Depending on the cordiality of Glass wearers and whether the people he or she encounters are cool with the technology or find it to be intrusive, up-close and personal exchanges between Explorers and the general public can range from pleasant to unsettling or an outright catalyst for fisticuffs. In a true indication that Glass has penetrated the general cultural consciousness, there is already a street-level derogatory term for less-than-polite Glass wearers. According to the Urban Dictionary, a “Glasshole” is “a person who constantly talks to their Google Glass, ignoring the outside world.”

And you thought endless texting was rude.

We Reserve the Right to Refuse Service . . .

To minimize resistance to its space-age innovation, Google devised a list of Do’s and Don’ts for its Explorers. The list includes such succinct items as “Do ask for permission,” “Don’t glass-out” (stare into the device tor extended periods) and “Don’t be creepy or rude (aka a “Glasshole”)”. Google also advises its Explorers to expect curious inquiries while wearing Glass and to be prepared to serve as positive ambassadors for the technology.

Nonetheless, there has been pushback. For instance, in May 2014, Business Insider reported that one of the managers for Feast, a New York City eatery, requested a customer wearing Glass to remove the device while inside the restaurant due to privacy concerns expressed by other patrons. While previous requests had produced compliance, in this instance the wearer, CEO and co-founder of social media site Xocracy Katy Kasmai, took exception and left the restaurant instead.

Kasmai took her displeasure a step further, writing about her experience on Google+. Among the more than 100 responses posted was a suggestion to give the restaurant poor reviews on various review sites. Soon after, Feast received more than a dozen one-star reviews, nearly all from individuals who had never set foot in the restaurant but who ostensibly supported Kasmai and other Glass wearers, according to Business Insider. Pushback from Glass detractors took the form of highly positive reviews of the restaurant on Yelp, and a statement that “1,000 stars” should be granted to any establishment that stands up to “Google Glass bullies,” the Business Insider article reported.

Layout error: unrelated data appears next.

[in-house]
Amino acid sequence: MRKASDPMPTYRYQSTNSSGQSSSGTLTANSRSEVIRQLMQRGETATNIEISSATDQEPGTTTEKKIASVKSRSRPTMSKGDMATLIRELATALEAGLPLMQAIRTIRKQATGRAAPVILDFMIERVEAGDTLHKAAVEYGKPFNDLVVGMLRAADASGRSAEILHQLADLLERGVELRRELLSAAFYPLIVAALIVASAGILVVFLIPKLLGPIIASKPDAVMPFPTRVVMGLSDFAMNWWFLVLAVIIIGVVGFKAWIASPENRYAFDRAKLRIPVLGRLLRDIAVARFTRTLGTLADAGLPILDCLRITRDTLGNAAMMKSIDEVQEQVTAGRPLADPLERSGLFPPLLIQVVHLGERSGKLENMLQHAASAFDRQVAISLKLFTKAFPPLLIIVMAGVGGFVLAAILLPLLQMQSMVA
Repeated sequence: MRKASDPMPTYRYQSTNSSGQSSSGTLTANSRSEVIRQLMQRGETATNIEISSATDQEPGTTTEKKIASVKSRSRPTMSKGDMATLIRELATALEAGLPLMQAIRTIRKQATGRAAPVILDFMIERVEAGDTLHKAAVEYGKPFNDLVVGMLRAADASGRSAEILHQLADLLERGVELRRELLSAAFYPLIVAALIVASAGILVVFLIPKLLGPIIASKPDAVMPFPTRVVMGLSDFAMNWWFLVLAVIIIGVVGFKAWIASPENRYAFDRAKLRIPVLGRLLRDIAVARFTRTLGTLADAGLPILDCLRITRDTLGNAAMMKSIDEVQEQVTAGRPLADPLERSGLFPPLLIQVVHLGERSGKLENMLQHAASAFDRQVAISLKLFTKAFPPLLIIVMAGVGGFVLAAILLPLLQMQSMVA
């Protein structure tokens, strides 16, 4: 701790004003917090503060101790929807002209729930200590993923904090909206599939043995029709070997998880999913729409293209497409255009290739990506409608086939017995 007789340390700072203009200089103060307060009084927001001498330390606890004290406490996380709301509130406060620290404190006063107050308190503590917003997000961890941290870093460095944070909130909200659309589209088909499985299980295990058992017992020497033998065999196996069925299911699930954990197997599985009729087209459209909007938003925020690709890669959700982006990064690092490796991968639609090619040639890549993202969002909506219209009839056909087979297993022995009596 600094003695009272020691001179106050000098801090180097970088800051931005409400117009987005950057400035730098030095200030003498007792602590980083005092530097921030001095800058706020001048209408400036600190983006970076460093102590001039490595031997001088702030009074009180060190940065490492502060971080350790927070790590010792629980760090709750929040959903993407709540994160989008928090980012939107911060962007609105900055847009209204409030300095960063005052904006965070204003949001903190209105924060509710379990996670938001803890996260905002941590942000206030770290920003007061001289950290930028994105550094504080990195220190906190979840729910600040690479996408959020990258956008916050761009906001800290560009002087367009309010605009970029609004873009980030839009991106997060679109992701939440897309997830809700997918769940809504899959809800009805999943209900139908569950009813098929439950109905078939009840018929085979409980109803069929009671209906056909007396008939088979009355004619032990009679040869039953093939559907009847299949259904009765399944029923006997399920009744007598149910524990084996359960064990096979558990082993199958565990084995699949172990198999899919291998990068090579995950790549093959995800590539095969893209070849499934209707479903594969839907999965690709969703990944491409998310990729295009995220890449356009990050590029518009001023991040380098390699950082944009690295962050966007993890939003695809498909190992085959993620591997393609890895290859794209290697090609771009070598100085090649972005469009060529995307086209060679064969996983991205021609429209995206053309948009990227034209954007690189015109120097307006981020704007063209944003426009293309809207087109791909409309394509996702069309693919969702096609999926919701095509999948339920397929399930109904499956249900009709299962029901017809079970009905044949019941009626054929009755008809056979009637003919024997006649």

The Wait is Over!

If you missed out on the previous releases of Glass prototypes, do not despair. As stated earlier, you too can become a Glass Explorer — but only if you can spare the Benjamins. Predictions and rumors that Glass would come down in price have so far failed to come to pass.  There is no doubt that the steep price tag will inhibit the migration of Glass to the mainstream except among techies with fairly deep pockets. Nonetheless, you would be well advised to brush up on your Glass etiquette, whether you plan to be behind the lens – or find yourself in the line of sight of a Glass wearer.

Note: This post was originally published via LinkedIn on May 31, 2014. It has been updated to reflect new developments in the availability of Glass to the general public.